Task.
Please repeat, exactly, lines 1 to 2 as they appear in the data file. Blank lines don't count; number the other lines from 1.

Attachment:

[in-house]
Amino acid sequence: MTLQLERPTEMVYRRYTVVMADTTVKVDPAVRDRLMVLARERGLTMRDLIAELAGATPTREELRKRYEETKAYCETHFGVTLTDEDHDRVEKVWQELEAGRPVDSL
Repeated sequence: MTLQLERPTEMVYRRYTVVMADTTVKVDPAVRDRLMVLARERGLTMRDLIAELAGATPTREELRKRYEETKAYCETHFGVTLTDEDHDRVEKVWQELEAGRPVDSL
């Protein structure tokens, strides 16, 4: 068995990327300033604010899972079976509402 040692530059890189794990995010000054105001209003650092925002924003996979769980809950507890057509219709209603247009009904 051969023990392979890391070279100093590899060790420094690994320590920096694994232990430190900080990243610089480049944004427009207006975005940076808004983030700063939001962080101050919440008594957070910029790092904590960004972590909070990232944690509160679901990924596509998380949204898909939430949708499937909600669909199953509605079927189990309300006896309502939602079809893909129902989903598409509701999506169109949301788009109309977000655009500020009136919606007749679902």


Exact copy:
[in-house]
Amino acid sequence: MTLQLERPTEMVYRRYTVVMADTTVKVDPAVRDRLMVLARERGLTMRDLIAELAGATPTREELRKRYEETKAYCETHFGVTLTDEDHDRVEKVWQELEAGRPVDSL